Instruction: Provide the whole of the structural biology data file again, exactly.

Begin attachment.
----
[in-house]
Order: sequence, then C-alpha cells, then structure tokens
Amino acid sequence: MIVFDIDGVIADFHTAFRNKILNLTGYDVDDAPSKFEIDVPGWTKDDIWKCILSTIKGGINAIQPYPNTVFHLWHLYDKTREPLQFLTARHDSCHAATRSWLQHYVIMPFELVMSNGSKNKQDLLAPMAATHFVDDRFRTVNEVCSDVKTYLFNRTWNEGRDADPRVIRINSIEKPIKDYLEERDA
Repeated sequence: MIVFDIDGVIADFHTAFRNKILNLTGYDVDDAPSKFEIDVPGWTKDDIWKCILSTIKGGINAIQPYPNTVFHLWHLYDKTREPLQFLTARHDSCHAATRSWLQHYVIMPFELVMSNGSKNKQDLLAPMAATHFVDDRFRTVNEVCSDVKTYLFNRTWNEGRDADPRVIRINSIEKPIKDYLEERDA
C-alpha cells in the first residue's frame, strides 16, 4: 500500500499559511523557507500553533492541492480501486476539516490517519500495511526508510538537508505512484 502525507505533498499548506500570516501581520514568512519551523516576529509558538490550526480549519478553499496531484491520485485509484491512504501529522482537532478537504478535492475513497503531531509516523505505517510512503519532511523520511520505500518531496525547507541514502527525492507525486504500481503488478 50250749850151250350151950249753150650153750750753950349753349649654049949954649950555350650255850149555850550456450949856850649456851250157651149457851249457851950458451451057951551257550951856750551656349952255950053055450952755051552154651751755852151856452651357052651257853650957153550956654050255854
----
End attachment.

[in-house]
Order: sequence, then C-alpha cells, then structure tokens
Amino acid sequence: MIVFDIDGVIADFHTAFRNKILNLTGYDVDDAPSKFEIDVPGWTKDDIWKCILSTIKGGINAIQPYPNTVFHLWHLYDKTREPLQFLTARHDSCHAATRSWLQHYVIMPFELVMSNGSKNKQDLLAPMAATHFVDDRFRTVNEVCSDVKTYLFNRTWNEGRDADPRVIRINSIEKPIKDYLEERDA
Repeated sequence: MIVFDIDGVIADFHTAFRNKILNLTGYDVDDAPSKFEIDVPGWTKDDIWKCILSTIKGGINAIQPYPNTVFHLWHLYDKTREPLQFLTARHDSCHAATRSWLQHYVIMPFELVMSNGSKNKQDLLAPMAATHFVDDRFRTVNEVCSDVKTYLFNRTWNEGRDADPRVIRINSIEKPIKDYLEERDA
C-alpha cells in the first residue's frame, strides 16, 4: 500500500499559511523557507500553533492541492480501486476539516490517519500495511526508510538537508505512484 502525507505533498499548506500570516501581520514568512519551523516576529509558538490550526480549519478553499496531484491520485485509484491512504501529522482537532478537504478535492475513497503531531509516523505505517510512503519532511523520511520505500518531496525547507541514502527525492507525486504500481503488478 50250749850151250350151950249753150650153750750753950349753349649654049949954649950555350650255850149555850550456450949856850649456851250157651149457851249457851950458451451057951551257550951856750551656349952255950053055450952755051552154651751755852151856452651357052651257853650957153550956654050255854